Statistical Analysis

The primary analysis was a comparison of the change in ADAS-Cog score between the naproxen and rofecoxib groups and the placebo group using analysis of covariance (ANCOVA), with the baseline ADAS-Cog score as a covariate. The statistical plan included assessment of the treatment groups for significant imbalance in age, sex, or apolipoprotein E genotype that might influence outcome; if an imbalance was present (P<.15) and the factor influenced ADAS-Cog change scores (P<.10), it would be included in the ANCOVA model.

The primary analysis was conducted on an intent-to-treat basis (ie, including all randomized participants). Because AD is a disease of progressive cognitive deterioration, the protocol specified an alternative imputation scheme rather than last-observation-carried-forward (LOCF) analysis. (LOCF analysis would overestimate a treatment effect if an excess of drop-outs occurred in the active drug group due to adverse effects.) To impute a participant's missing score at week 52, an estimate of change in ADAS-Cog score during the unobserved period based on all individuals with complete data from the participant's treatment group was applied to the participant's last observed score. A linear rate of progression was not assumed. We also conducted secondary analyses of change in ADAS-Cog scores using the LOCF imputation, and an analysis of completers only (ie, those who completed the week 52 visit). In addition, we conducted a longitudinal regression analysis using the method of generalized estimating equations.23 For this analysis, a pair-wise comparison of the naproxen group vs the placebo group and the rofecoxib group vs the placebo group, the outcome was the ADAS-Cog score clustered by the baseline, 3-, 6-, 9-, and 12-month visits.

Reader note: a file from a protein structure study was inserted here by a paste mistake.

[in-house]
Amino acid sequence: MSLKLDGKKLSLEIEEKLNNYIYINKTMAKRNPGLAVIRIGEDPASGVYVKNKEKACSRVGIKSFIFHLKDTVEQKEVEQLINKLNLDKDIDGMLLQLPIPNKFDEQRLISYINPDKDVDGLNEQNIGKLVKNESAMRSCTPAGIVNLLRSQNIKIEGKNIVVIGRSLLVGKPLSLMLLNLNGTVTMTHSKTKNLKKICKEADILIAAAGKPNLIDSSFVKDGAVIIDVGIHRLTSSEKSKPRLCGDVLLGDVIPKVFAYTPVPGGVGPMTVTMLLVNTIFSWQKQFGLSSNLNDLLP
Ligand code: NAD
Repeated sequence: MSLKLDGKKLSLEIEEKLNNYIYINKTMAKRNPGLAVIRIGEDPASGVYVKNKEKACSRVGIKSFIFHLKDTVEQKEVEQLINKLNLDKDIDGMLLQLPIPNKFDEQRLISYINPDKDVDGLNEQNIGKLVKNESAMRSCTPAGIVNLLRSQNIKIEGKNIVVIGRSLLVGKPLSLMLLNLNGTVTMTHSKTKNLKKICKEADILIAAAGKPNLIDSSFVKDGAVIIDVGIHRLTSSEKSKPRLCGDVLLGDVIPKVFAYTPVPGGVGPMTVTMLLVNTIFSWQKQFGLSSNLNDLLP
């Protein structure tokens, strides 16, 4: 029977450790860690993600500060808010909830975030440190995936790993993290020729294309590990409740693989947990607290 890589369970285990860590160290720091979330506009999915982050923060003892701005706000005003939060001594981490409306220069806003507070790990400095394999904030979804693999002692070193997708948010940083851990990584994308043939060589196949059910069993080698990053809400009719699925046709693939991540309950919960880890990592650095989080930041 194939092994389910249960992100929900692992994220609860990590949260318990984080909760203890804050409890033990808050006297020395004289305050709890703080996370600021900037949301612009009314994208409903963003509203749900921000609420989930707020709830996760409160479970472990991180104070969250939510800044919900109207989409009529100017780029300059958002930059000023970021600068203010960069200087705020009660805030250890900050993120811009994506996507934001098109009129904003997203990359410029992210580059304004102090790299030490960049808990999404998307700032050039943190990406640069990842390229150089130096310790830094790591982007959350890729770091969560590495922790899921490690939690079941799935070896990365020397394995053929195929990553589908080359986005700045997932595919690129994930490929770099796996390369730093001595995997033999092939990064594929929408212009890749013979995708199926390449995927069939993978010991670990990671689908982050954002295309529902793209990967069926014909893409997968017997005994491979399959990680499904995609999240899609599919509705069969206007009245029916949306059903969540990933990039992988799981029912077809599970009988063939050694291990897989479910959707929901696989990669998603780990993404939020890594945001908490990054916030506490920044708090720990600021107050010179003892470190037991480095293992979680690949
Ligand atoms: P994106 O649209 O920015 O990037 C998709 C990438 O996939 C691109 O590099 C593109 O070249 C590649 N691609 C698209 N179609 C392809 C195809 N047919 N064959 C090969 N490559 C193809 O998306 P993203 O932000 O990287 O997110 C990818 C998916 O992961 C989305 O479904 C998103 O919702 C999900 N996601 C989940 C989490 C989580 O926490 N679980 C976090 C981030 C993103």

A planned secondary analysis of time to reach clinically significant end points was performed using a Cox proportional hazards model. Intent-to-treat analysis of secondary measures were conducted using both the slope imputation strategy described above and LOCF for missing week 52 values. No interim analysis was performed. Statistical analyses were performed using SAS version 8.2 (SAS Institute, Cary, NC).

The flow of participants through the study protocol is shown in Figure 1. From a total of 474 participants screened, 351 met the study criteria and were randomly assigned to 1 of the 3 treatment groups (rofecoxib, naproxen, or placebo). Considering the likelihood that more participants in the active groups would drop out due to adverse effects, more participants were randomly assigned to rofecoxib (n = 122) and naproxen (n = 118) than to the placebo group (n = 111).

The primary outcome measure (change in ADAS-Cog score at week 52) was obtained for study completers: 90 (76%) participants in the naproxen group, 89 (73%) in the rofecoxib group, and 88 (79%) in the placebo group. The predominant reasons for early study discontinuation were caregiver issues (rofecoxib, n = 12; naproxen, n = 11; and placebo, n = 10) and adverse events (rofecoxib, n = 14; naproxen, n = 11; and placebo, n = 9).

The demographic and clinical characteristics of the treatment groups at baseline are shown in Table 1. No significant differences were found between the groups on any of the demographic or baseline characteristics. Eighty-seven participants (25%) were using low-dose aspirin during the trial: 33 (27%) in the rofecoxib group, 30 (25%) in the naproxen group, and 24 (22%) in the placebo group. Aspirin use did not show a significant effect on ADAS-Cog scores for all groups or for the individual treatment groups.

Table Graphic Jump LocationTable 1. Participant Demographics and Assessment Scores at Baseline